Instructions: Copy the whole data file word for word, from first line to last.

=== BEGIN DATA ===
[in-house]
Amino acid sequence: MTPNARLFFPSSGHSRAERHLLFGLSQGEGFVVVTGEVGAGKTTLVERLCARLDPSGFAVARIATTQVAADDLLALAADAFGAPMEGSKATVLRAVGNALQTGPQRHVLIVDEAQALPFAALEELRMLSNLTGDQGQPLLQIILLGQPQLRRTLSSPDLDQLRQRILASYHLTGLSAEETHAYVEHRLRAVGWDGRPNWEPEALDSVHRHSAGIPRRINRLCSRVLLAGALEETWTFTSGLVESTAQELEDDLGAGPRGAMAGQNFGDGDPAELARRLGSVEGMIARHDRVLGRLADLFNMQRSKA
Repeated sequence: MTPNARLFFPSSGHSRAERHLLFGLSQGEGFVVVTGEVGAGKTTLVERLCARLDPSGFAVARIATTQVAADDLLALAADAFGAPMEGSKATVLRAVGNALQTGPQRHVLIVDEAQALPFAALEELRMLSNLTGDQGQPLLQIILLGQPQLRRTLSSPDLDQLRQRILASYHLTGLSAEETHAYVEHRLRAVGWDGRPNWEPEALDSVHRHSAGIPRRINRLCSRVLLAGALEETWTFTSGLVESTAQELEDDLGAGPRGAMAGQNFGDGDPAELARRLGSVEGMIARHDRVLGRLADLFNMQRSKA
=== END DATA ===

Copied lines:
[in-house]
Amino acid sequence: MTPNARLFFPSSGHSRAERHLLFGLSQGEGFVVVTGEVGAGKTTLVERLCARLDPSGFAVARIATTQVAADDLLALAADAFGAPMEGSKATVLRAVGNALQTGPQRHVLIVDEAQALPFAALEELRMLSNLTGDQGQPLLQIILLGQPQLRRTLSSPDLDQLRQRILASYHLTGLSAEETHAYVEHRLRAVGWDGRPNWEPEALDSVHRHSAGIPRRINRLCSRVLLAGALEETWTFTSGLVESTAQELEDDLGAGPRGAMAGQNFGDGDPAELARRLGSVEGMIARHDRVLGRLADLFNMQRSKA
Repeated sequence: MTPNARLFFPSSGHSRAERHLLFGLSQGEGFVVVTGEVGAGKTTLVERLCARLDPSGFAVARIATTQVAADDLLALAADAFGAPMEGSKATVLRAVGNALQTGPQRHVLIVDEAQALPFAALEELRMLSNLTGDQGQPLLQIILLGQPQLRRTLSSPDLDQLRQRILASYHLTGLSAEETHAYVEHRLRAVGWDGRPNWEPEALDSVHRHSAGIPRRINRLCSRVLLAGALEETWTFTSGLVESTAQELEDDLGAGPRGAMAGQNFGDGDPAELARRLGSVEGMIARHDRVLGRLADLFNMQRSKA